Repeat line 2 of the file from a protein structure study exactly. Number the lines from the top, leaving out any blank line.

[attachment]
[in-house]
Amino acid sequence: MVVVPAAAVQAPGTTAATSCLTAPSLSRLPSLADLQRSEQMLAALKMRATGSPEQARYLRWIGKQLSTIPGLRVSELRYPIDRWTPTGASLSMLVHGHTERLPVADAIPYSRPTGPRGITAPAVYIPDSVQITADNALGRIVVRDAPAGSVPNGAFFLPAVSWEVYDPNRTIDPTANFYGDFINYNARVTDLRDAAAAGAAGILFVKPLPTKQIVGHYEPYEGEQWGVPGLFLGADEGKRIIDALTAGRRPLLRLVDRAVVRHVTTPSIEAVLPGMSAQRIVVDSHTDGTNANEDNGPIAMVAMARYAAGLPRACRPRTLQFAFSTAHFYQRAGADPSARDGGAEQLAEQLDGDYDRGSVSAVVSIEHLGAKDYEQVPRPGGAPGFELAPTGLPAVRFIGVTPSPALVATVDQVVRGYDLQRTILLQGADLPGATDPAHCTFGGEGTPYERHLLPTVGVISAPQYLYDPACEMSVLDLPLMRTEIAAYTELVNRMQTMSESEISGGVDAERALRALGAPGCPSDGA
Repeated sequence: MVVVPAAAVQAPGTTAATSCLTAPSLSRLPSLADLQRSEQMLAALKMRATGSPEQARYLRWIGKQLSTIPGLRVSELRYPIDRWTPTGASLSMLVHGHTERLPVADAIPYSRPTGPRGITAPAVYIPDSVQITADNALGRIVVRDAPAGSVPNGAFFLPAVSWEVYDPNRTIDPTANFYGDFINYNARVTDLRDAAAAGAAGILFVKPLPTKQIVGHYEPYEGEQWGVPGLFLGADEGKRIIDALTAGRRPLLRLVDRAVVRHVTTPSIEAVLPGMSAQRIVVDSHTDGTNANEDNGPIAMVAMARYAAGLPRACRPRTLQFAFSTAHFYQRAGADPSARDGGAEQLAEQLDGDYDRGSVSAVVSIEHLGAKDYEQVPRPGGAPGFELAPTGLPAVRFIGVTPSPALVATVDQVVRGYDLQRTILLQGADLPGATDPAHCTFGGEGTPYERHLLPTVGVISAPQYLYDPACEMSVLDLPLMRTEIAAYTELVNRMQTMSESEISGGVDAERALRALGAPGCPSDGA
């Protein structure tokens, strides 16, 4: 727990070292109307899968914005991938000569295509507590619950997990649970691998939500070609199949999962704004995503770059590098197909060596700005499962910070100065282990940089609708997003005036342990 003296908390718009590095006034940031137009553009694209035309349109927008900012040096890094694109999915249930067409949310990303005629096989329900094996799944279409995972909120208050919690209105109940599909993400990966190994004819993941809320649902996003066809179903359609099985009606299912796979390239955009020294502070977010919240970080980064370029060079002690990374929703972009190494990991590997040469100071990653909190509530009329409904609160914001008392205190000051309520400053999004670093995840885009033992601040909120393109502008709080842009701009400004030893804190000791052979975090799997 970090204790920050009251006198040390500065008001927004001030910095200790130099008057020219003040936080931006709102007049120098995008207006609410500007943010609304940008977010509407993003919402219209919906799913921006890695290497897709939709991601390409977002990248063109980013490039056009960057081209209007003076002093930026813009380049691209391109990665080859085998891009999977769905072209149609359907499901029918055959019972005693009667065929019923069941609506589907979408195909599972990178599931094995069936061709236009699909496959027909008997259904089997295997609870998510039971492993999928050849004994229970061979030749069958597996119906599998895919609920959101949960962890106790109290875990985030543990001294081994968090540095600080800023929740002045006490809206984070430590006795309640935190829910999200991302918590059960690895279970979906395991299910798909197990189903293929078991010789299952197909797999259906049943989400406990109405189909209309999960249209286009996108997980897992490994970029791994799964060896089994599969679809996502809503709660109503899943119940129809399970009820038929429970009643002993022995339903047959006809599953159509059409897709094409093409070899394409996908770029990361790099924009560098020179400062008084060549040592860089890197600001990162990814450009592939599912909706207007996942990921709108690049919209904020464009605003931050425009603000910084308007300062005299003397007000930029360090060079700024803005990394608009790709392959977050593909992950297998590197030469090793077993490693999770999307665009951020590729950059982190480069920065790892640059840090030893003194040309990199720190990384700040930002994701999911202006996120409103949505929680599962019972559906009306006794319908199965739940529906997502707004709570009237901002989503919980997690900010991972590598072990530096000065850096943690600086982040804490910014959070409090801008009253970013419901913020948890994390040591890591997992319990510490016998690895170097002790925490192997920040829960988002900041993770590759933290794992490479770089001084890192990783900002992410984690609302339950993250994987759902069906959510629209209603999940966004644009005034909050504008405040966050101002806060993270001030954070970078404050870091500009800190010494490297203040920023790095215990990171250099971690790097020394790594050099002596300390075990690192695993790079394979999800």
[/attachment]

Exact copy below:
Amino acid sequence: MVVVPAAAVQAPGTTAATSCLTAPSLSRLPSLADLQRSEQMLAALKMRATGSPEQARYLRWIGKQLSTIPGLRVSELRYPIDRWTPTGASLSMLVHGHTERLPVADAIPYSRPTGPRGITAPAVYIPDSVQITADNALGRIVVRDAPAGSVPNGAFFLPAVSWEVYDPNRTIDPTANFYGDFINYNARVTDLRDAAAAGAAGILFVKPLPTKQIVGHYEPYEGEQWGVPGLFLGADEGKRIIDALTAGRRPLLRLVDRAVVRHVTTPSIEAVLPGMSAQRIVVDSHTDGTNANEDNGPIAMVAMARYAAGLPRACRPRTLQFAFSTAHFYQRAGADPSARDGGAEQLAEQLDGDYDRGSVSAVVSIEHLGAKDYEQVPRPGGAPGFELAPTGLPAVRFIGVTPSPALVATVDQVVRGYDLQRTILLQGADLPGATDPAHCTFGGEGTPYERHLLPTVGVISAPQYLYDPACEMSVLDLPLMRTEIAAYTELVNRMQTMSESEISGGVDAERALRALGAPGCPSDGA